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Sahimi is professor of chemical engineering at the University of Southern California. Several of his articles about the election are available here.
He also recently wrote a New York Times oped titled "Iran's Power Struggle." He contrasted Iran's election system with U.S. allies like Saudi Arabia, Egypt and Jordan.
Akhavan is an Iranian American and a visiting professor at Catholic University. She is voting in the Iranian election.
Currently in Tehran, freelance foreign correspondent Erlich is available for a limited number of interviews with major media. His books include The Iran Agenda: The Real Story of U.S. Policy and the Middle East Crisis.
Erlich said today: "While U.S. leaders are apoplectic about Iran's nuclear power program and alleged support of terrorism, Iranians are mainly voting about the economy. President Ahmadinejad's administration has driven up inflation to 23.6 percent and unemployment to 11 percent. Some Iranians support his populist measures such as doubling pensions and raising government worker salaries. Others point out that his subsidies to the poor don't create jobs, but just drive up inflation. All indications are that the race is tightening between Ahmadinejad and moderate reformist Mir Hussein Mousavi."
Erlich is in Tehran on assignment for Marketplace Radio, ABC Radio (Australia) and the Dallas Morning News.
A nationwide consortium, the Institute for Public Accuracy (IPA) represents an unprecedented effort to bring other voices to the mass-media table often dominated by a few major think tanks. IPA works to broaden public discourse in mainstream media, while building communication with alternative media outlets and grassroots activists.
"Billionaires spending a billion dollars on a shopping spree for democracy should wake us all up to the threat posed by nearly unlimited wealth applied without limits to our elections," said the head of Americans for Tax Fairness.
Americans for Tax Fairness on Monday released the group's latest report on "the threat posed to American democracy by billionaire political spenders," revealing that last year their collective congressional campaign contributions topped $1 billion for the first time.
"That 'Billionaires' Billion' was almost three-quarters more than the tycoons' total spending on the last midterms, in 2018, and 300 times more than what billionaires spent on congressional races as recently as a dozen years ago," states the ATF report.
"The Billionaires' Billion—contributed by fewer than 500 individuals—represented about one of every nine dollars raised from all sources in the 2022 elections," the analysis continues, noting that 15 of the nation's richest households were responsible for $658 million, or nearly two-thirds, of the contributions.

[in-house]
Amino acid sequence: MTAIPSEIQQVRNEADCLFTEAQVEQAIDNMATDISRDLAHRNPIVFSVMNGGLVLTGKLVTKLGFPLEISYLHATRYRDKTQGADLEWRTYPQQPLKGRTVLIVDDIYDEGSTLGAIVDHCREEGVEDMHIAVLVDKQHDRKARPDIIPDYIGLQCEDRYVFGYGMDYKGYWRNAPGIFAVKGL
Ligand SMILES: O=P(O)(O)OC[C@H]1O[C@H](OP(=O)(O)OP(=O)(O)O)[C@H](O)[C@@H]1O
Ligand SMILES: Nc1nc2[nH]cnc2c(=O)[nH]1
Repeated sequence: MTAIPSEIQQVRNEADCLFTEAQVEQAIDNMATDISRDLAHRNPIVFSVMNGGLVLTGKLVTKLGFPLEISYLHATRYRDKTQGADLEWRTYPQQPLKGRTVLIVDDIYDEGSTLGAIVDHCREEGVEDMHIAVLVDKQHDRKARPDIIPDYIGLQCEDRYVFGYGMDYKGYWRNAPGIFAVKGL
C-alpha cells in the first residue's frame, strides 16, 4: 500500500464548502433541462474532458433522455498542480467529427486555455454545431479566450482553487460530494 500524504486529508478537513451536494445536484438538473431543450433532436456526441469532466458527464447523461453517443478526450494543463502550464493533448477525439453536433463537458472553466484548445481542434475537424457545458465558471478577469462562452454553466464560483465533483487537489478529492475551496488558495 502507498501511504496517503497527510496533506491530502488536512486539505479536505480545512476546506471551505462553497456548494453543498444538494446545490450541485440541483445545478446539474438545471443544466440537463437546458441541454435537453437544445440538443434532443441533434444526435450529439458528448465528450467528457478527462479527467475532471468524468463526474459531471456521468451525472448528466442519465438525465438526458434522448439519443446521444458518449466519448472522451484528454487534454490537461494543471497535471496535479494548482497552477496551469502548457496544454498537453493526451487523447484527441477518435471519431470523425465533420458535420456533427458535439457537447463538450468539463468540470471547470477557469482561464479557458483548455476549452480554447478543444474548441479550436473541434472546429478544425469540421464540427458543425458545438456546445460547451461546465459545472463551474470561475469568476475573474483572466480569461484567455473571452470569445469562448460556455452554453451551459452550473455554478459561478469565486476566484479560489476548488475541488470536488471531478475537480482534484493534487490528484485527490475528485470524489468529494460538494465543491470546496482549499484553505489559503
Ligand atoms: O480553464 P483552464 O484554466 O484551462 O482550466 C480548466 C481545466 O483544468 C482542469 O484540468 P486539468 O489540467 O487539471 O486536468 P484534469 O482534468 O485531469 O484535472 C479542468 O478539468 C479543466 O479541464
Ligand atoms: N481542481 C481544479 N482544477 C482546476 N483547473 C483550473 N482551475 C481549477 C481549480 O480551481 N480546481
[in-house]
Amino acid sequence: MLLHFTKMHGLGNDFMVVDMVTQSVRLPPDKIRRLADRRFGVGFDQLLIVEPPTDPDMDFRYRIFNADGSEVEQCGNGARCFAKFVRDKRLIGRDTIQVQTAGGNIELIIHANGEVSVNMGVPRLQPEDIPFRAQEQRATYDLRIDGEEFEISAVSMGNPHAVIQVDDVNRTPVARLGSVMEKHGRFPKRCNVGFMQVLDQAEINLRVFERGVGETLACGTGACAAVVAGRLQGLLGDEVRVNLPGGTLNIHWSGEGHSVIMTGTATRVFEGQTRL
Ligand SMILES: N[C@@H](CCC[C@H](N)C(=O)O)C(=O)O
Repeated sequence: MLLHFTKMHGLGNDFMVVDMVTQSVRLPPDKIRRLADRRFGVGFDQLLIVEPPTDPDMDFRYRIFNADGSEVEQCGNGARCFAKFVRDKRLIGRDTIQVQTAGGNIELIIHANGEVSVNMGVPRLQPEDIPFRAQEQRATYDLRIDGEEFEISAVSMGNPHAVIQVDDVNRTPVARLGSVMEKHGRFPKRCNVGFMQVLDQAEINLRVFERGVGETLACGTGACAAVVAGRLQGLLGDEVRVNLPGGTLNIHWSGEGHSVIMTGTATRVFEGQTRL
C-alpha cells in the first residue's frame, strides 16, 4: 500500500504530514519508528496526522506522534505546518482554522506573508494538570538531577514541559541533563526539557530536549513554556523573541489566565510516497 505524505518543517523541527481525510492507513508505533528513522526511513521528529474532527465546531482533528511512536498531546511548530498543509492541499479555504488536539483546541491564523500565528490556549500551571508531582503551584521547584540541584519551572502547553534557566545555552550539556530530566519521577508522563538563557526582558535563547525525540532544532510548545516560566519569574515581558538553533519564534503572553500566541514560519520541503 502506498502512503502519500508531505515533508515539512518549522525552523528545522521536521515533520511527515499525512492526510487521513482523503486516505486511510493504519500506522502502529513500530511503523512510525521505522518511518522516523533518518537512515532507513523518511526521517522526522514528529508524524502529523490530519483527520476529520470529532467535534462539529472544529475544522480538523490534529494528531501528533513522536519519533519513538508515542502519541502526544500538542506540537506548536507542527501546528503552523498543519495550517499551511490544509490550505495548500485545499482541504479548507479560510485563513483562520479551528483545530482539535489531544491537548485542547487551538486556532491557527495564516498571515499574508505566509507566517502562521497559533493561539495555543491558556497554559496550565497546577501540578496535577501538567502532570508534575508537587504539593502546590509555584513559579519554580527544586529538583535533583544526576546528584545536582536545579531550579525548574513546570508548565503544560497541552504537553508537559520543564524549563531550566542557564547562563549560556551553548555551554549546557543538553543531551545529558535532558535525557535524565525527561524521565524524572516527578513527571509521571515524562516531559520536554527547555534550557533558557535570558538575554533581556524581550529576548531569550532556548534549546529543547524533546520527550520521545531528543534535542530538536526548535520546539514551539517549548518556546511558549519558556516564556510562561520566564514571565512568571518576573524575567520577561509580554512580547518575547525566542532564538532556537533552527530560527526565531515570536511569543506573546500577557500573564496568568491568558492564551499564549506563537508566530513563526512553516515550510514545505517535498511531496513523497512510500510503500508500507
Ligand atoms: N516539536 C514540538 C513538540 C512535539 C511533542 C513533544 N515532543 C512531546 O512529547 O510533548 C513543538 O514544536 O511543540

"Nearly 80% of billionaire cash—$782 million—went to outside campaign groups," the document adds, and in eight key races that decided which party controlled the Senate, "billionaire donations supported Republican candidates over Democratic ones by almost a 5-1 margin."
\u201cIn the three states where billionaire support was overwhelmingly on the Republican side, the Republican won the Senate race.\n\nIn North Carolina, Ohio and Wisconsin, Republican billionaires outspent the much smaller pool of Democratic billionaires by at least 9-to-1 in each race.\u201d— Americans For Tax Fairness (@Americans For Tax Fairness) 1684157314
Democrats initially secured a slim majority in the Senate—including the two Independents who caucus with the party—after Sen. Raphael Warnock (D-Ga.) won a runoff against GOP challenger Herschel Walker in December, but that victory was quickly tempered when Democratic Sen. Kyrsten Sinema of Arizona became an Independent just days later.
Although Republicans lost five of the eight key Senate races, the ATF report explains, not only did billionaire spending encourage candidates to focus on positions favored by their wealthy benefactors, but also, in North Carolina, Ohio, and Wisconsin—won by GOP Sens. Ted Budd, J.D. Vance, and Ron Johnson, respectively—the superrich overwhelmingly backed the party and "Republican billionaires outspent the much smaller pool of Democratic billionaires by at least 9-to-1 in each race."
The GOP did seize control of the House of Representatives in last year's midterms—enabling their efforts to quash recent legislative victories and priorities of congressional Democrats and President Joe Biden, including the ongoing battle over whether to raise the debt ceiling to avert the first-ever U.S. default, which economists warn would be catastrophic for the global economy.
The current makeup of Congress makes it exceptionally difficult to pass any legislation—including campaign finance reforms that critics of billionaires' influence on the American political system have increasingly demanded since the U.S. Supreme Court's 2010 Citizens United v. Federal Election Commission ruling, which loosened restrictions on political spending.